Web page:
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Kingsdown Crematorium: Grieving parents honour their children's memories

Published by in English ·
Tags: KingsdownCrematoriumSANDSmemorialgarden

PARENTS who have suffered the heartache of losing a baby marked the opening of a memorial garden by releasing balloons in their memory.

About 150 parents gathered at Kingsdown Crematorium on Saturday for the official opening of the 20m x 20m space, which was created by Swindon Sands, a group of bereaved parents.

It has taken a year to complete, and group chairman Cathy Milburn said it was a great feeling to get it finished.

“The whole team worked weekends, days and evenings to get the garden ready. It has been amazing, we are so pleased with it,” she said.

The garden includes a baby statue bearing inscriptions, benches, flowers and painted pebbles.

Cathy and another bereaved mother started the group after Cathy’s son, Adam Lee Milburn, was stillborn at 31 weeks in January 2007.

“The garden just feels like a way of bringing out a positive. When you lose a child you just don’t see how anything positive can come out of it,” she said.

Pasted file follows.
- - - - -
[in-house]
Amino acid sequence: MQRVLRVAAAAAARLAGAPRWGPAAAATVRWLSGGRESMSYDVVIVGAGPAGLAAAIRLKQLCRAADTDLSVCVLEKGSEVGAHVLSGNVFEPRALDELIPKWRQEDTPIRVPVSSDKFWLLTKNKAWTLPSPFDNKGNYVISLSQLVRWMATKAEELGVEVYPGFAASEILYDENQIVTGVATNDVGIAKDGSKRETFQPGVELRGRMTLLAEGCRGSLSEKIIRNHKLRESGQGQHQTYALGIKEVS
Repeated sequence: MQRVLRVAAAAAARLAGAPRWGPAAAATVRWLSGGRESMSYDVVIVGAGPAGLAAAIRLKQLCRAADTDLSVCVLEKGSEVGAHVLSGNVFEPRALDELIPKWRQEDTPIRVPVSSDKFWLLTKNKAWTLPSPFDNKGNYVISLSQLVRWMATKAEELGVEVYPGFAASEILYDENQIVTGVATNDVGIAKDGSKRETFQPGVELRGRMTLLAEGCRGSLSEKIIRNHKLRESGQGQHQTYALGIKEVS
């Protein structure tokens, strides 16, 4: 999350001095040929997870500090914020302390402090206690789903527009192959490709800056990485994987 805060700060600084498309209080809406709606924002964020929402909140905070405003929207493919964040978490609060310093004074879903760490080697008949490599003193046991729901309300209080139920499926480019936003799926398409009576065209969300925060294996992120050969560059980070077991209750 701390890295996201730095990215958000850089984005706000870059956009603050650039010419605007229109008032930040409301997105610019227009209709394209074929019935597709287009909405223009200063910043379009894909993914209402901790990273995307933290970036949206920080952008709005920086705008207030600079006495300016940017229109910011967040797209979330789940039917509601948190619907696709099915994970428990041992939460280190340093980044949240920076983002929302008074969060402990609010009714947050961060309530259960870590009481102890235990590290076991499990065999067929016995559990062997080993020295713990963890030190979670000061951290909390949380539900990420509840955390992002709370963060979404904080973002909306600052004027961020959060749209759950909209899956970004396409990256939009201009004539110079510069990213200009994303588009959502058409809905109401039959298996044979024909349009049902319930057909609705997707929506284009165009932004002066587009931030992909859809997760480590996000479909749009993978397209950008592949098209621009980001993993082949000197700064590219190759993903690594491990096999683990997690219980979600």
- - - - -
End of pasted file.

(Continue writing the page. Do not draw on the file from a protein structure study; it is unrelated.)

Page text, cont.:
“To put my heart and energy into something like this, I feel like I’m doing my little boy proud and all of us feel like we are doing our little ones proud. I know they are shining down on us today for sure.”

Cathy, of Middleaze, was at the opening, which fell on International Baby Loss day, with her sons, 12-year-old Peter and two-year-old Ben.

Parents and children paused to watch their balloons drift into the distance after the release at 2.30pm before being welcomed into the garden for the first time.

Also at the opening was co-chairman, Richard Jones, whose son Harry was stillborn in January last year.

“When I watched the balloons go off I had a whole gamut of emotions. Initially you’re thinking about why you’re here and what has brought you here and the fact you have gone through pain and suffering. It is the overwhelming feeling of wanting your child to be proud of what you have done,” he said.

“To have got the garden open is incredible. We want to encourage people to come and sit down and relax and just enjoy the peace here.”

The garden, which will be open during normal crematorium hours, was supported by Swindon Council but the charity raised £5,000 to complete the project and finished the work themselves thanks to generous donations from volunteers.

Swindon Mayor Ray Ballman, who was at the opening, said: “I think the garden will give a lot of comfort to a lot of people. It is beautifully laid out, they have worked very hard to raise the money and finish the garden.”

Swindon Sands is hoping to raise funds to maintain the garden at a charity ball on November 5 at Alexandra House.




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